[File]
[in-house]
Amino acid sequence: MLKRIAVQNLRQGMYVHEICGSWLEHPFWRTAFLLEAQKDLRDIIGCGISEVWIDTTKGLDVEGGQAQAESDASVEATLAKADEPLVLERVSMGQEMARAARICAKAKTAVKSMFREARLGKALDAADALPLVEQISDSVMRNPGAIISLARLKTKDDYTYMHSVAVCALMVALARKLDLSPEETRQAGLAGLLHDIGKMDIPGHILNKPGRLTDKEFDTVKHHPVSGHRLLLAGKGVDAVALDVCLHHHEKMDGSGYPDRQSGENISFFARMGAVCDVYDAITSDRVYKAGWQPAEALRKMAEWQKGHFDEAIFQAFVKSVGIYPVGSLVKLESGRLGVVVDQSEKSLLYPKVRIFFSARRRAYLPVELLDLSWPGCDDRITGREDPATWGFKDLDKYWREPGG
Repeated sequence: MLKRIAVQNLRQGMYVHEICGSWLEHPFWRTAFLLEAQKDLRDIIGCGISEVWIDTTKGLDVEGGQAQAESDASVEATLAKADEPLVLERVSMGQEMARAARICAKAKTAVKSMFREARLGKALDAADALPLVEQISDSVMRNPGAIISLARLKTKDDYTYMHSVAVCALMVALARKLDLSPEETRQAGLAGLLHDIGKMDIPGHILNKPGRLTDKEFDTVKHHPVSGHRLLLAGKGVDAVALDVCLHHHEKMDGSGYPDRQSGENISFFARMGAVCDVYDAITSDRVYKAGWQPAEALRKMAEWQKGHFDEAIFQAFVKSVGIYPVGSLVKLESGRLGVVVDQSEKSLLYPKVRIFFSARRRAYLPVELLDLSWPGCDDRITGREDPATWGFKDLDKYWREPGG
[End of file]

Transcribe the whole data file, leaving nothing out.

[in-house]
Amino acid sequence: MLKRIAVQNLRQGMYVHEICGSWLEHPFWRTAFLLEAQKDLRDIIGCGISEVWIDTTKGLDVEGGQAQAESDASVEATLAKADEPLVLERVSMGQEMARAARICAKAKTAVKSMFREARLGKALDAADALPLVEQISDSVMRNPGAIISLARLKTKDDYTYMHSVAVCALMVALARKLDLSPEETRQAGLAGLLHDIGKMDIPGHILNKPGRLTDKEFDTVKHHPVSGHRLLLAGKGVDAVALDVCLHHHEKMDGSGYPDRQSGENISFFARMGAVCDVYDAITSDRVYKAGWQPAEALRKMAEWQKGHFDEAIFQAFVKSVGIYPVGSLVKLESGRLGVVVDQSEKSLLYPKVRIFFSARRRAYLPVELLDLSWPGCDDRITGREDPATWGFKDLDKYWREPGG
Repeated sequence: MLKRIAVQNLRQGMYVHEICGSWLEHPFWRTAFLLEAQKDLRDIIGCGISEVWIDTTKGLDVEGGQAQAESDASVEATLAKADEPLVLERVSMGQEMARAARICAKAKTAVKSMFREARLGKALDAADALPLVEQISDSVMRNPGAIISLARLKTKDDYTYMHSVAVCALMVALARKLDLSPEETRQAGLAGLLHDIGKMDIPGHILNKPGRLTDKEFDTVKHHPVSGHRLLLAGKGVDAVALDVCLHHHEKMDGSGYPDRQSGENISFFARMGAVCDVYDAITSDRVYKAGWQPAEALRKMAEWQKGHFDEAIFQAFVKSVGIYPVGSLVKLESGRLGVVVDQSEKSLLYPKVRIFFSARRRAYLPVELLDLSWPGCDDRITGREDPATWGFKDLDKYWREPGG